[Merck Sharp & Dohme Corp.]
vetsulin® is a sterile aqueous zinc suspension of purified porcine insulin.
|Each mL contains:||purified porcine insulin 40 IU
(35% amorphous and 65% crystalline)
Zinc (as chloride) 0.08 mg
Sodium acetate trihydrate 1.36 mg
Sodium chloride 7.0 mg
Methylparaben (preservative) 1.0 mg
pH is adjusted with hydrochloric acid and/or sodium hydroxide.
vetsulin® (porcine insulin zinc suspension) is indicated for the reduction of hyperglycemia and hyperglycemia-associated clinical signs in dogs and cats with diabetes mellitus.
USE OF A SYRINGE OTHER THAN A U-40 SYRINGE WILL RESULT IN INCORRECT DOSING.
FOR SUBCUTANEOUS INJECTION IN DOGS AND CATS ONLY
Shake the vial thoroughly until a homogeneous, uniformly milky suspension is obtained. Foam on the surface of the suspension formed during shaking should be allowed to disperse before the product is used and, if required, the product should be gently mixed to maintain a homogeneous, uniformly milky suspension before use. Clumps or white particles can form in insulin suspensions: do not use the product if visible clumps or white particles persist after shaking thoroughly. Using a U-40 insulin syringe, the injection should be administered subcutaneously, 2 to 5 cm (3/4 to 2 in) from the dorsal midline, varying from behind the scapulae to the mid-lumbar region and alternating sides. Always provide the Owner Information Sheet with each prescription.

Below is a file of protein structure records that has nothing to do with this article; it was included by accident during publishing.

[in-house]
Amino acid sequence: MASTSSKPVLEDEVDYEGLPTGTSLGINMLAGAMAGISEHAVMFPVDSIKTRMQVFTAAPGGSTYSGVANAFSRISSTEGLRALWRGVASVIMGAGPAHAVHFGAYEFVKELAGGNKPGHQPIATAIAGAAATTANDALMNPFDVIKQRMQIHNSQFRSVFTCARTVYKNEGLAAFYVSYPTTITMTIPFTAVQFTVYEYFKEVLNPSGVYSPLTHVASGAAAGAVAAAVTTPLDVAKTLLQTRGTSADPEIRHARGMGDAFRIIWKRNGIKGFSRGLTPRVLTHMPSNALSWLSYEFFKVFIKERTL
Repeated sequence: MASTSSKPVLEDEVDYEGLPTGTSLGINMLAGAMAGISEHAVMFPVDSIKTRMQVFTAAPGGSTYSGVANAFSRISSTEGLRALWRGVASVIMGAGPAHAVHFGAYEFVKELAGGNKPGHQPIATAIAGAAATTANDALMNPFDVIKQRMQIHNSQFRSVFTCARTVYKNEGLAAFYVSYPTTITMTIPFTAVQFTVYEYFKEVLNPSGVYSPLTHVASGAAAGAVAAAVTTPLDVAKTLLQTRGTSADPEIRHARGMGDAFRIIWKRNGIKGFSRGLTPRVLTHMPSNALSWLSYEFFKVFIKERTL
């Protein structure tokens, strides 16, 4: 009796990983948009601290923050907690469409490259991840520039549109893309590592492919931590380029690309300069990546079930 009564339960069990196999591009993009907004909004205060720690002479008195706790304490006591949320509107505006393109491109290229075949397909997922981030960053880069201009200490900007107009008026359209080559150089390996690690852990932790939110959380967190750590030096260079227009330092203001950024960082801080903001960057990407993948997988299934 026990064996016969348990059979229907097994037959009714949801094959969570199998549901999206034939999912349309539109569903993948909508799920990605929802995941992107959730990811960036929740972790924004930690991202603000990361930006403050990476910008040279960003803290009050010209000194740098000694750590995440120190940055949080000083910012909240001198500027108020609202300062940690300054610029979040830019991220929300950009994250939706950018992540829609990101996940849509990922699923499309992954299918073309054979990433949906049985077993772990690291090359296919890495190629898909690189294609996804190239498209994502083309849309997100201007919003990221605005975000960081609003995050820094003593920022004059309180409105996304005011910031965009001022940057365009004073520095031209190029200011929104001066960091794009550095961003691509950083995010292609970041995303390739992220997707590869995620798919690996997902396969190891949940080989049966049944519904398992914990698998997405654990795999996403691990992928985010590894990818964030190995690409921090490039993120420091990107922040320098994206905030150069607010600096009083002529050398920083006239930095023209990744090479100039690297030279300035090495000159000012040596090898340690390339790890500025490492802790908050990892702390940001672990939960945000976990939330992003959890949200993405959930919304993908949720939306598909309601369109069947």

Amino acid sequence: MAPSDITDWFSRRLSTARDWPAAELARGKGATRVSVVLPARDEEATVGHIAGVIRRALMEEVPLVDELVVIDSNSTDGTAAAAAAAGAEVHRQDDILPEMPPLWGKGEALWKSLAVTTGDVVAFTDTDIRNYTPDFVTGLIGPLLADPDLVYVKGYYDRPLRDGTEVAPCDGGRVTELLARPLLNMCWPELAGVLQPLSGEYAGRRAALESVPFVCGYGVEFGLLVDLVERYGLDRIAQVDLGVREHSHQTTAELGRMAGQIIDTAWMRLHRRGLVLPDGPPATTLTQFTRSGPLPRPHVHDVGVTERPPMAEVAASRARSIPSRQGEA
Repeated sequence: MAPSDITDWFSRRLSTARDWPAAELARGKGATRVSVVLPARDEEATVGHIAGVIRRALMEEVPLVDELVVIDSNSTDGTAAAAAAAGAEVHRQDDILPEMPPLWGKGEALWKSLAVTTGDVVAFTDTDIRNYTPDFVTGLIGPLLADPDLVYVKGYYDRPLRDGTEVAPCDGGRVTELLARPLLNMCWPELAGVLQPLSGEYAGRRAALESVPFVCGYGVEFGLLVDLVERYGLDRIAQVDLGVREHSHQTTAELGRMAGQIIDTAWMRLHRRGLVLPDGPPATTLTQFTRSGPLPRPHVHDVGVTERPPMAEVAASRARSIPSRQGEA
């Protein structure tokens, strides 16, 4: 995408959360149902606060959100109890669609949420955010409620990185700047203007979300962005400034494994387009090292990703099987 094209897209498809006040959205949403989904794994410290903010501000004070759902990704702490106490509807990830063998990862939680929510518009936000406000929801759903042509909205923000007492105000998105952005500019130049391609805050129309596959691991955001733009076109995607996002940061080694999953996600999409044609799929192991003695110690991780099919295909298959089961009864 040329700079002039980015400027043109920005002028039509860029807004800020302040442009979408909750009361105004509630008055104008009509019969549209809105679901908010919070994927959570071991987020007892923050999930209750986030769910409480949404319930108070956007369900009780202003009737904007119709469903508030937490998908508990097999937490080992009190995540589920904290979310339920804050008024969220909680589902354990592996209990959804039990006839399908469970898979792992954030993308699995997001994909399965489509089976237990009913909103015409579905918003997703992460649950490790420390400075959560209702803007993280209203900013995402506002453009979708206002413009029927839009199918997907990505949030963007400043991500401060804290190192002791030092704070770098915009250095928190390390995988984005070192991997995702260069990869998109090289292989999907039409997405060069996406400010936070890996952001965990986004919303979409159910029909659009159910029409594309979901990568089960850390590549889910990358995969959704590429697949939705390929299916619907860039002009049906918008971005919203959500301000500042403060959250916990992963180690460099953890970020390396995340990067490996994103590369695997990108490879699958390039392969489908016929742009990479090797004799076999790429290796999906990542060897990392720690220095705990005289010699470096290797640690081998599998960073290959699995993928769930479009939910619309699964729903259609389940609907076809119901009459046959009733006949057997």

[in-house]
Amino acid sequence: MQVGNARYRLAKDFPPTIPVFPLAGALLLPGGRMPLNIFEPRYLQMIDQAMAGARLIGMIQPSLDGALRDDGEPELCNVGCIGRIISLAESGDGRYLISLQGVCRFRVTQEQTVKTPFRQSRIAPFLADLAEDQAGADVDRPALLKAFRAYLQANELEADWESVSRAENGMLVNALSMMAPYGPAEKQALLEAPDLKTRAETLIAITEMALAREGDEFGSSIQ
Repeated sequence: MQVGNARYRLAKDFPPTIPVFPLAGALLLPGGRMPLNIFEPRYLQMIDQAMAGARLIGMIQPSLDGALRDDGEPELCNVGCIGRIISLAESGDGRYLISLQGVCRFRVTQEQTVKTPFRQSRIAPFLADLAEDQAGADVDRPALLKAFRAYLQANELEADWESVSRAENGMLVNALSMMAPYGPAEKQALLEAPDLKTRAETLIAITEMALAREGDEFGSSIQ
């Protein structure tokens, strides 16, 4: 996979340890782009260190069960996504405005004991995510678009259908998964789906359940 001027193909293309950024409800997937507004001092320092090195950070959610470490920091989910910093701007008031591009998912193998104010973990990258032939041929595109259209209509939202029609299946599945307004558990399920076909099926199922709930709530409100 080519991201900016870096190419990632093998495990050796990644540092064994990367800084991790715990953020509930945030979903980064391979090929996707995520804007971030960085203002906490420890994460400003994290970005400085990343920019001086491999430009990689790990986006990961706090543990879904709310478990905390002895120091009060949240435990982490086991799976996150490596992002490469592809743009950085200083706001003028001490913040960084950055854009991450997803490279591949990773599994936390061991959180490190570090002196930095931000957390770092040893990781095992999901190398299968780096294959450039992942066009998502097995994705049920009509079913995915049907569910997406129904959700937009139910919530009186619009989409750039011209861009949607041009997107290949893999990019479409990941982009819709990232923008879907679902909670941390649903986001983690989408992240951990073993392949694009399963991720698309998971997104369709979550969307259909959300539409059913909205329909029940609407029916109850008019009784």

The initial recommended vetsulin® dose is 0.5 IU insulin/kg body weight. Initially, this dose should be given once daily concurrently with, or right after a meal.
Twice daily therapy should be initiated if the duration of insulin action is determined to be inadequate. If twice daily treatment is initiated, the two doses should each be 25% less than the once daily dose required to attain an acceptable nadir. For example, if a dog receiving 20 units of vetsulin® once daily has an acceptable nadir but inadequate duration of activity, the vetsulin® dose should be changed to 15 units twice daily.
The veterinarian should re-evaluate the dog at appropriate intervals and adjust the dose based on clinical signs, urinalysis results, and glucose curve values until adequate glycemic control has been attained. Further adjustments in dosage may be necessary with changes in the dog's diet, body weight, or concomitant medication, or if the dog develops concurrent infection, inflammation, neoplasia, or an additional endocrine or other medical disorder.